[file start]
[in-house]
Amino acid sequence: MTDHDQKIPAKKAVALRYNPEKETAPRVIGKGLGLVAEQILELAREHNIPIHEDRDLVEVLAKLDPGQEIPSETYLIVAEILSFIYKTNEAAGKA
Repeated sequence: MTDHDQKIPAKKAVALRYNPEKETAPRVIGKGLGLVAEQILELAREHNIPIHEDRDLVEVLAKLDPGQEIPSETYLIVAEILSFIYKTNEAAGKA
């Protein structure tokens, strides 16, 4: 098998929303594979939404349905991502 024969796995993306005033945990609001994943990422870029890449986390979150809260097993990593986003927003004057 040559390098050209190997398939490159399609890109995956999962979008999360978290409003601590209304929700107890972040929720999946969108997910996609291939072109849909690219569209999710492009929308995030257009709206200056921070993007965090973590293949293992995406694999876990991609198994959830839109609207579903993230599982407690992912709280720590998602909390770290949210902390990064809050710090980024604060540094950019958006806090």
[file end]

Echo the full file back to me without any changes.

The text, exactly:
[in-house]
Amino acid sequence: MTDHDQKIPAKKAVALRYNPEKETAPRVIGKGLGLVAEQILELAREHNIPIHEDRDLVEVLAKLDPGQEIPSETYLIVAEILSFIYKTNEAAGKA
Repeated sequence: MTDHDQKIPAKKAVALRYNPEKETAPRVIGKGLGLVAEQILELAREHNIPIHEDRDLVEVLAKLDPGQEIPSETYLIVAEILSFIYKTNEAAGKA
């Protein structure tokens, strides 16, 4: 098998929303594979939404349905991502 024969796995993306005033945990609001994943990422870029890449986390979150809260097993990593986003927003004057 040559390098050209190997398939490159399609890109995956999962979008999360978290409003601590209304929700107890972040929720999946969108997910996609291939072109849909690219569209999710492009929308995030257009709206200056921070993007965090973590293949293992995406694999876990991609198994959830839109609207579903993230599982407690992912709280720590998602909390770290949210902390990064809050710090980024604060540094950019958006806090």